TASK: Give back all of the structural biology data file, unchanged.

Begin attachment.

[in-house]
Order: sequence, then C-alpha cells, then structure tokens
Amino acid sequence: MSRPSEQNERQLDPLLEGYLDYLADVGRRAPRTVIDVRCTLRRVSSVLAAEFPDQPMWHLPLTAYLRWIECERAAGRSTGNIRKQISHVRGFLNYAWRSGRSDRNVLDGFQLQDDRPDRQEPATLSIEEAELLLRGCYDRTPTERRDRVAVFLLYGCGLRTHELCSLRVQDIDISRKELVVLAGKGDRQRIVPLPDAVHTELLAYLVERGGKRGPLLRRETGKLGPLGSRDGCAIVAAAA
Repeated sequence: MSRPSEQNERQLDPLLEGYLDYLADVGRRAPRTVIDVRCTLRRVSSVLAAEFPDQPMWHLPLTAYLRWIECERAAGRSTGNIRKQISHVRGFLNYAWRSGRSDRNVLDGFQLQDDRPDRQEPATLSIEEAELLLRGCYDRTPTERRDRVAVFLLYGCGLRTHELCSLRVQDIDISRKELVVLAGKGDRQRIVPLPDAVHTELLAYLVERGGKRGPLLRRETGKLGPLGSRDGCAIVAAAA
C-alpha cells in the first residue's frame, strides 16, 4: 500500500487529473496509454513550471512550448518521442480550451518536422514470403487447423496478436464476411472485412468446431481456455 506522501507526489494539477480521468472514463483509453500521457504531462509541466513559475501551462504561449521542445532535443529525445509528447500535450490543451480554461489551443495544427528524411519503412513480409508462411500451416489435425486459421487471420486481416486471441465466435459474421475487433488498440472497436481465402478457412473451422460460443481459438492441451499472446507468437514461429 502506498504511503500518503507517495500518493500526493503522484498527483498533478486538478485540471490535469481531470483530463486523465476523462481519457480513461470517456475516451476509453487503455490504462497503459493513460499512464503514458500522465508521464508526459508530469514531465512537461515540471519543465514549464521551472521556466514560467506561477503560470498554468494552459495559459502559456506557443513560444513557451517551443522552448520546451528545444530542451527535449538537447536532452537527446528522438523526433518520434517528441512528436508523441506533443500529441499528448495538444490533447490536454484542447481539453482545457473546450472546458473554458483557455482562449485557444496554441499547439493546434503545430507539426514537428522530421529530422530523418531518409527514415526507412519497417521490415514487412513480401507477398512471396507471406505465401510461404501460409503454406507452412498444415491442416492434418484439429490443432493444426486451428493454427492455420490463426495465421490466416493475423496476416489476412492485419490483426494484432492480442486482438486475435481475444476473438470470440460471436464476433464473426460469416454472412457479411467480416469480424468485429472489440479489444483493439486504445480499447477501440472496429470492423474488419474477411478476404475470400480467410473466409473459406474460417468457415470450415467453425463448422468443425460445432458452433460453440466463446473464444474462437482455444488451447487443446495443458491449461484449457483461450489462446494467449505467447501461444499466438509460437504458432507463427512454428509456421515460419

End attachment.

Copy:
[in-house]
Order: sequence, then C-alpha cells, then structure tokens
Amino acid sequence: MSRPSEQNERQLDPLLEGYLDYLADVGRRAPRTVIDVRCTLRRVSSVLAAEFPDQPMWHLPLTAYLRWIECERAAGRSTGNIRKQISHVRGFLNYAWRSGRSDRNVLDGFQLQDDRPDRQEPATLSIEEAELLLRGCYDRTPTERRDRVAVFLLYGCGLRTHELCSLRVQDIDISRKELVVLAGKGDRQRIVPLPDAVHTELLAYLVERGGKRGPLLRRETGKLGPLGSRDGCAIVAAAA
Repeated sequence: MSRPSEQNERQLDPLLEGYLDYLADVGRRAPRTVIDVRCTLRRVSSVLAAEFPDQPMWHLPLTAYLRWIECERAAGRSTGNIRKQISHVRGFLNYAWRSGRSDRNVLDGFQLQDDRPDRQEPATLSIEEAELLLRGCYDRTPTERRDRVAVFLLYGCGLRTHELCSLRVQDIDISRKELVVLAGKGDRQRIVPLPDAVHTELLAYLVERGGKRGPLLRRETGKLGPLGSRDGCAIVAAAA
C-alpha cells in the first residue's frame, strides 16, 4: 500500500487529473496509454513550471512550448518521442480550451518536422514470403487447423496478436464476411472485412468446431481456455 506522501507526489494539477480521468472514463483509453500521457504531462509541466513559475501551462504561449521542445532535443529525445509528447500535450490543451480554461489551443495544427528524411519503412513480409508462411500451416489435425486459421487471420486481416486471441465466435459474421475487433488498440472497436481465402478457412473451422460460443481459438492441451499472446507468437514461429 502506498504511503500518503507517495500518493500526493503522484498527483498533478486538478485540471490535469481531470483530463486523465476523462481519457480513461470517456475516451476509453487503455490504462497503459493513460499512464503514458500522465508521464508526459508530469514531465512537461515540471519543465514549464521551472521556466514560467506561477503560470498554468494552459495559459502559456506557443513560444513557451517551443522552448520546451528545444530542451527535449538537447536532452537527446528522438523526433518520434517528441512528436508523441506533443500529441499528448495538444490533447490536454484542447481539453482545457473546450472546458473554458483557455482562449485557444496554441499547439493546434503545430507539426514537428522530421529530422530523418531518409527514415526507412519497417521490415514487412513480401507477398512471396507471406505465401510461404501460409503454406507452412498444415491442416492434418484439429490443432493444426486451428493454427492455420490463426495465421490466416493475423496476416489476412492485419490483426494484432492480442486482438486475435481475444476473438470470440460471436464476433464473426460469416454472412457479411467480416469480424468485429472489440479489444483493439486504445480499447477501440472496429470492423474488419474477411478476404475470400480467410473466409473459406474460417468457415470450415467453425463448422468443425460445432458452433460453440466463446473464444474462437482455444488451447487443446495443458491449461484449457483461450489462446494467449505467447501461444499466438509460437504458432507463427512454428509456421515460419